Multidisciplinary Reflections on Plurality from Quebec
Edited By Stéphan Gervais, Raffaele Iacovino and Mary-Anne Poutanen
Contributed by leading scholars of Quebec Studies, both emerging and established, the 30 essays of this comprehensive collection offer a multidisciplinary survey of the study of diversity in Quebec over space and time. The volume is organized around a variety of themes through which Quebec’s plural reality is expressed, including conceptual, historical and contemporary approaches, covering a wide range of social and economic cleavages, identity markers, political contestation and, broadly, the lived experiences of Quebecers negotiating difference over time. In an environment increasingly demarcated by conflicts around values and cultural and social practices, this collection hopes to contribute to broadening the spectrum of voices to the current debate, adding an inclusive reflection to a conversation that has only intensified over the last decade. Quebec as a pluri-national and multi-ethnic society has been and remains a great laboratory to study and to test public policies on ethnic diversity. It allows us to identify the tensions and to evaluate the balance between the majority and the minority; and between settler society and indigenous nations, in conceptualizing and finding a normative consensus around the configuration of collective rights. In short, the contributions in this volume seek to illustrate how pluralism has and continues to constitute the lifeblood of belonging in Quebec.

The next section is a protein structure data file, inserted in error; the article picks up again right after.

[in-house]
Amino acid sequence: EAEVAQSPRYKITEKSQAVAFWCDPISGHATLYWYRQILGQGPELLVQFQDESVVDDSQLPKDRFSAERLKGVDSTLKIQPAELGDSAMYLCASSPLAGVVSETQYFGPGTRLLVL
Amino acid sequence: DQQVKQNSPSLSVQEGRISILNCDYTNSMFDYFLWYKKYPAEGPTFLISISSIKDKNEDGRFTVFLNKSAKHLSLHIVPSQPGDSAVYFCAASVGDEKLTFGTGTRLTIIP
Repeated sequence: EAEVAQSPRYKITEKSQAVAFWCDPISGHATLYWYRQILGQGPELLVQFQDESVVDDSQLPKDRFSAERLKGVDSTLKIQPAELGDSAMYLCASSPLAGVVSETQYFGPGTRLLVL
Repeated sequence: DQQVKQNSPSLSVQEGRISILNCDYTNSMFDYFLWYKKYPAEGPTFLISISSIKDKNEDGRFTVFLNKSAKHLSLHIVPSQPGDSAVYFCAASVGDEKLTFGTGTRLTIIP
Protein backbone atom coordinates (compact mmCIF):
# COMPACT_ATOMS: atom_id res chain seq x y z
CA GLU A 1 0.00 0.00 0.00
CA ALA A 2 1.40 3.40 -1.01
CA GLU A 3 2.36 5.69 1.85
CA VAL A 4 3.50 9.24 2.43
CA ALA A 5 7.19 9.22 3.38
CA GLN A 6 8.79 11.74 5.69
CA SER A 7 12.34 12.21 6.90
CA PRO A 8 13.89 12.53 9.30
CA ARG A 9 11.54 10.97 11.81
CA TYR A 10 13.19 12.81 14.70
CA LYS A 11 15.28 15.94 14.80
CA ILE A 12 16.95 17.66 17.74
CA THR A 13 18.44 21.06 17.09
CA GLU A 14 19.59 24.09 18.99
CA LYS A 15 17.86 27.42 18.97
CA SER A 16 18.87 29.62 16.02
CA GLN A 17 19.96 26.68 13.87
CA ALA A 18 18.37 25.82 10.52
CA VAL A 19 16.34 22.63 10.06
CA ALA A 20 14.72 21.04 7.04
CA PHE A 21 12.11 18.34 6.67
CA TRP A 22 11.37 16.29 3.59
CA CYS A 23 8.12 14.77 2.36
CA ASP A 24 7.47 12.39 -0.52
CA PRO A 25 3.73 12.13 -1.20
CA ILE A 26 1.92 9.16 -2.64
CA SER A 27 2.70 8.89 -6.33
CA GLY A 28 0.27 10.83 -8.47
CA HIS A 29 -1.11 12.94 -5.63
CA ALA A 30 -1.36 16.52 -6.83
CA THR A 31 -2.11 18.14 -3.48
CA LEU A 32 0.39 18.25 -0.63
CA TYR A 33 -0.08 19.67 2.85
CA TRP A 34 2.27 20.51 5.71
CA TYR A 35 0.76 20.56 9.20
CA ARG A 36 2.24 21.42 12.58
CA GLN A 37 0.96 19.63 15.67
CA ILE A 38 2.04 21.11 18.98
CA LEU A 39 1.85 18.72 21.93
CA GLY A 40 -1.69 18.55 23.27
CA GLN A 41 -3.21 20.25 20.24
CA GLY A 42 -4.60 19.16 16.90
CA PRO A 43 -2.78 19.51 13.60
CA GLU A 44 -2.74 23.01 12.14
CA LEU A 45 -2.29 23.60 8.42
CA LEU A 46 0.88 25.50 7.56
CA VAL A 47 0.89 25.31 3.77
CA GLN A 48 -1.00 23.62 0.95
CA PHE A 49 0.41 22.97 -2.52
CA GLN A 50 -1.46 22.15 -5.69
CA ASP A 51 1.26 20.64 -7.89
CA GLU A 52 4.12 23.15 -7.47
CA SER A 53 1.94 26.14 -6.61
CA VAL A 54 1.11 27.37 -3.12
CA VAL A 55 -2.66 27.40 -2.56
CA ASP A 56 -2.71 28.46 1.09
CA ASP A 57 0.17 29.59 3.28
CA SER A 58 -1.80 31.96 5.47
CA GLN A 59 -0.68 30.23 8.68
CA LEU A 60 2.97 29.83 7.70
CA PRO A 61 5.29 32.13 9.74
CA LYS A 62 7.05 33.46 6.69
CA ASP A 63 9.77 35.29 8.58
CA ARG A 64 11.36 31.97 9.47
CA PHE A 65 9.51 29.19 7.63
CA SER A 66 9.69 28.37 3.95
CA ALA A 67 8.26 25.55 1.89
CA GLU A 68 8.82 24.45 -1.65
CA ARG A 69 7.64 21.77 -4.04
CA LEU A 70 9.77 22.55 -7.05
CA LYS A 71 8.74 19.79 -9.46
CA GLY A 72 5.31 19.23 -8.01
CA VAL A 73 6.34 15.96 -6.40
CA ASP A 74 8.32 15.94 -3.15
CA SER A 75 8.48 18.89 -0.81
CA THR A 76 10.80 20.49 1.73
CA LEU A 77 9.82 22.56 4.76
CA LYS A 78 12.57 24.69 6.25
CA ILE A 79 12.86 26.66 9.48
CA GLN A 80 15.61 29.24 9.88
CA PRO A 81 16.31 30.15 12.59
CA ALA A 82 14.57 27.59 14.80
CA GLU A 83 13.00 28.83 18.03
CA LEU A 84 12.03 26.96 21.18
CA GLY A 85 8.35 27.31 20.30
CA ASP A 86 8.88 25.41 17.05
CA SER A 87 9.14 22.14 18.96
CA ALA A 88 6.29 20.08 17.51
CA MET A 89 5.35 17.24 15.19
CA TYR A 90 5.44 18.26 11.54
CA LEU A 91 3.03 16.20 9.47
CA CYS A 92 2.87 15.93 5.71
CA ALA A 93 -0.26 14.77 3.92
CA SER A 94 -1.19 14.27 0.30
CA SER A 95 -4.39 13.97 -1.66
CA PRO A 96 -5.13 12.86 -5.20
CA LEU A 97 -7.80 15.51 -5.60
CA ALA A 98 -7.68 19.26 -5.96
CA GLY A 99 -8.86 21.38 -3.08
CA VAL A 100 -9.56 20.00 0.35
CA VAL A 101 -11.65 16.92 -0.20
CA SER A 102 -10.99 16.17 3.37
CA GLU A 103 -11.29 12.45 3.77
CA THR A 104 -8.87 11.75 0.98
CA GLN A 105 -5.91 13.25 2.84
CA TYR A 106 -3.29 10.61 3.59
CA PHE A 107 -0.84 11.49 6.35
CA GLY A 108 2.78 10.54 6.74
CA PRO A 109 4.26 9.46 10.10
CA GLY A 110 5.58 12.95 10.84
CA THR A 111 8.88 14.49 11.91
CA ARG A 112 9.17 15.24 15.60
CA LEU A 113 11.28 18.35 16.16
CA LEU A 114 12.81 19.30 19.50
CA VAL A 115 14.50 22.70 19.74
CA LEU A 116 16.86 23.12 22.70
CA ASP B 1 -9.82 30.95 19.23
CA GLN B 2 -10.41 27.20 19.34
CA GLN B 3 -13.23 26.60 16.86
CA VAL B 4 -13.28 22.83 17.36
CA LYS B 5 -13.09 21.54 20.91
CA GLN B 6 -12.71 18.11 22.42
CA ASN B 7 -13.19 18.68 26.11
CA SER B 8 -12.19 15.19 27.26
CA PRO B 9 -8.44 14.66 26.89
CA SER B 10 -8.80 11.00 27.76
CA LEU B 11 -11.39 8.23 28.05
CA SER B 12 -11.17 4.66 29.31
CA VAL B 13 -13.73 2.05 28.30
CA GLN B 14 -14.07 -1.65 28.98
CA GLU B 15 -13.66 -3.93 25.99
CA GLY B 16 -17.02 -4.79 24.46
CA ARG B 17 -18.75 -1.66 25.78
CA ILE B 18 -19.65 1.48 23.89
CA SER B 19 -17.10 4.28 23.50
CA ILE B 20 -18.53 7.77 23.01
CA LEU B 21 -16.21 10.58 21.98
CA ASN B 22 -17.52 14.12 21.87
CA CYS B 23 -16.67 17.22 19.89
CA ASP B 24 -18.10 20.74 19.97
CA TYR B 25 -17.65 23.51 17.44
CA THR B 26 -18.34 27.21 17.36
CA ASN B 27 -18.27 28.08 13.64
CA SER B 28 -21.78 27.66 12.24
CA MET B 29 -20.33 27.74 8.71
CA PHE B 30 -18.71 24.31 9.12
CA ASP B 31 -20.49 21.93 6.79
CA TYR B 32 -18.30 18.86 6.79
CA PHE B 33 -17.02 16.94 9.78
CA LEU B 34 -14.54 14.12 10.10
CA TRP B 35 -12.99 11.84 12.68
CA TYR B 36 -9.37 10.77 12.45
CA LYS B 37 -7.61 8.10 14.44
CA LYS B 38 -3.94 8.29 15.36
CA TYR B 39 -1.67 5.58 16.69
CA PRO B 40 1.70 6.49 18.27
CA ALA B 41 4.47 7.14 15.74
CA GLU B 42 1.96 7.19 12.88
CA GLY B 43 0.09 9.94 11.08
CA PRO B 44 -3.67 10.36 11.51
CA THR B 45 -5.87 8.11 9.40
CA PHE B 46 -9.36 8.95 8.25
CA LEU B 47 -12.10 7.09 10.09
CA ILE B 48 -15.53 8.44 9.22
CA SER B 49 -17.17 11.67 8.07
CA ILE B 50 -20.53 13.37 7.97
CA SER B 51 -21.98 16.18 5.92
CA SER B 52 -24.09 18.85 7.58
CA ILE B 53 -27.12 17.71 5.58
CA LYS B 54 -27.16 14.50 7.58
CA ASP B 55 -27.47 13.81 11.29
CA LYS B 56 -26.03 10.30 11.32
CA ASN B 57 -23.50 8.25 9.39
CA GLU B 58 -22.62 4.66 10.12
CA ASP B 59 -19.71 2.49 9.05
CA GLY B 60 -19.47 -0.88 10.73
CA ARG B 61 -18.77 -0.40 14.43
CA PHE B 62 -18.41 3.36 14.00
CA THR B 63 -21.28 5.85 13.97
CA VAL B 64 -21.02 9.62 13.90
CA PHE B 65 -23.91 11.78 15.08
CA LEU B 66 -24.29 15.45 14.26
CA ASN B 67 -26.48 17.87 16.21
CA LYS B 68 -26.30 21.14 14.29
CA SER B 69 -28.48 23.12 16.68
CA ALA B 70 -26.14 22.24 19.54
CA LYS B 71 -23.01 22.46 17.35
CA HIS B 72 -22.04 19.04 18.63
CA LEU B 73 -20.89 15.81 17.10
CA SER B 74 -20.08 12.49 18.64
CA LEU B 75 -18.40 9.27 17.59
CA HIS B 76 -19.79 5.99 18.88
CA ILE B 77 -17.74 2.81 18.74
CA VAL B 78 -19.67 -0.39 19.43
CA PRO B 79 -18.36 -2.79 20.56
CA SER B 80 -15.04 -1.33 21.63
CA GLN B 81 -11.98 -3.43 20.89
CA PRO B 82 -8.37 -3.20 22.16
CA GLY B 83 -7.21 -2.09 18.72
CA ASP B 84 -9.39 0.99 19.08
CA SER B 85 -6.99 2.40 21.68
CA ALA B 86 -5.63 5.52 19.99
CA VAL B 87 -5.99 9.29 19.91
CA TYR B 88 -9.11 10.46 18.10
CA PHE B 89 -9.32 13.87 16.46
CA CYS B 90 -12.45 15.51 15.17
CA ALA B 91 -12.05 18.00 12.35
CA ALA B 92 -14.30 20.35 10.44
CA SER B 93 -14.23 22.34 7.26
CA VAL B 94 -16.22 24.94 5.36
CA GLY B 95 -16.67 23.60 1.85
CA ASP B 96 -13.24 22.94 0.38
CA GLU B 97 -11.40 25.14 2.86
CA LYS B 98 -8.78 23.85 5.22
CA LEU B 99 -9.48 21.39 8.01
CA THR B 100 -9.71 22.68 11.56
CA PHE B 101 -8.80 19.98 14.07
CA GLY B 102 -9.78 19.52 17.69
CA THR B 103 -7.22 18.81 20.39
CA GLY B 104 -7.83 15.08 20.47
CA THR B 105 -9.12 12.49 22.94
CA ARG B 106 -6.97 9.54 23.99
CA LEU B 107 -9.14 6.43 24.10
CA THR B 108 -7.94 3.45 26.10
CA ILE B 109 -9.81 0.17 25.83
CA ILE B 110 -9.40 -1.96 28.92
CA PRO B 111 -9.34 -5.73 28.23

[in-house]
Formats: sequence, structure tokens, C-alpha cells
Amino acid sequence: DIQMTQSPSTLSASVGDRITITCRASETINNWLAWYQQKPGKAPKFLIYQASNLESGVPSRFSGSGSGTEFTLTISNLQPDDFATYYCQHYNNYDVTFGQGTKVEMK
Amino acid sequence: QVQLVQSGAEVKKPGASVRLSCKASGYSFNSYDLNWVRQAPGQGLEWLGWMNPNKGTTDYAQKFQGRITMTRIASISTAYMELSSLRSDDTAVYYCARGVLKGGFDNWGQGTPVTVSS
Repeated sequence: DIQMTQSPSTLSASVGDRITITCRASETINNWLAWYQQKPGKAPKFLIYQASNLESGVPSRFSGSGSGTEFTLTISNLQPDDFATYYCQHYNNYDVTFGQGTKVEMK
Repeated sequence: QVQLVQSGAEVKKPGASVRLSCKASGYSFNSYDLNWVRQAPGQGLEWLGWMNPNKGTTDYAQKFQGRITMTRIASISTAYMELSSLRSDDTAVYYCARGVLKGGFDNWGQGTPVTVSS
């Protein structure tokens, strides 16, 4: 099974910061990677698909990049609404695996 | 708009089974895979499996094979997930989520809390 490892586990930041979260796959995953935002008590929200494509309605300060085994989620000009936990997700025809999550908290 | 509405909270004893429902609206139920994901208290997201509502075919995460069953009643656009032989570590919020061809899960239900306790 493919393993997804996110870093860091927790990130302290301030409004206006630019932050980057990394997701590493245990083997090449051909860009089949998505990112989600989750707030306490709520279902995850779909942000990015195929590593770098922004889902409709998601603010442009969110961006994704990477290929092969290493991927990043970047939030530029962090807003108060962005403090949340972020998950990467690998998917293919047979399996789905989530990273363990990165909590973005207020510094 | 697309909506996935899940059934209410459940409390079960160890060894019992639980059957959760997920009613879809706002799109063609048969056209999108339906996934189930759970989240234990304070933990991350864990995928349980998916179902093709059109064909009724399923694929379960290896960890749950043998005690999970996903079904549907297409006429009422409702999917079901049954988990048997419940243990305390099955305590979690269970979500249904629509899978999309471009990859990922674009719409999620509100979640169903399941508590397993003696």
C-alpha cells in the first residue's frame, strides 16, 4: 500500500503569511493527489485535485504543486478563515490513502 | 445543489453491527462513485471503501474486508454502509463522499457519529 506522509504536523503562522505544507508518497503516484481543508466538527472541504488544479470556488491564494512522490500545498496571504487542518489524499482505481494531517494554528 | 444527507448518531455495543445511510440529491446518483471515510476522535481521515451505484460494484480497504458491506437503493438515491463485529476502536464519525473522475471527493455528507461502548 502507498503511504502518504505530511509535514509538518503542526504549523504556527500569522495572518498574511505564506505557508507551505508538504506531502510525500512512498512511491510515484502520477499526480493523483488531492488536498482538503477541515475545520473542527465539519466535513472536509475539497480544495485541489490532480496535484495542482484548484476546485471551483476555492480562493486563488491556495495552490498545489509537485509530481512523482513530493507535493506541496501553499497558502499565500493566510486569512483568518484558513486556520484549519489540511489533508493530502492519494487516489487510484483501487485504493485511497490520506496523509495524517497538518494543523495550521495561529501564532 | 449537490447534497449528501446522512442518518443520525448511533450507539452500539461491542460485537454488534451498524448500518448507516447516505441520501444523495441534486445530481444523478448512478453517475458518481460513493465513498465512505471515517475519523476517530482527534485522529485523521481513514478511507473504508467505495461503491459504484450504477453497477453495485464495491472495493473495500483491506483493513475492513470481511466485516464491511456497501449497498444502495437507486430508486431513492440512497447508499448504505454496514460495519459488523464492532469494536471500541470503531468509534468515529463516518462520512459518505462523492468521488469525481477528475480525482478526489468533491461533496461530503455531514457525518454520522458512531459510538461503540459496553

Moving into the World of Work. Youth Today and a Century Ago (Sherry Olson)
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Moving into the World of Work
Youth Today and a Century Ago1
Work and family are the two poles of a time-space in which each of us functions. Between the ages of 15 and 30, most of us enter the world of work, and most of us move out of the family in which we were born and into a new family. It may be by choice, by whim, under pressure, or by negotiation. For some, the transition entails a suite of experiments and a suite of moves, or, at greater risk, a long-distance move with no option to return. It may be prepared by years of schooling: institutionally programmed “work” that regiments children, sorts and channels them in ways that will ensure lifetime differentials of challenge and reward.
If we look back a century, Montrealers aged 15-30 faced similar challenges. Their fast-growing metropolis (350 000 people in 1901) had a Catholic majority and a Protestant minority (one quarter), a French-speaking majority and an English-speaking minority (one third). By 1901 a greater diversity was emerging, already 4% Jewish, Italian, Chinese, Syrian, etc; by 1911 the figure was 11%. The urban powerhouse was attracting greater numbers from the surrounding villages of Quebec, from rural parts of Ontario and Newfoundland, and from England, most of them under 30, more women than men. The 15-30 age population constituted half the wage labour force, and 40% of them were newcomers...
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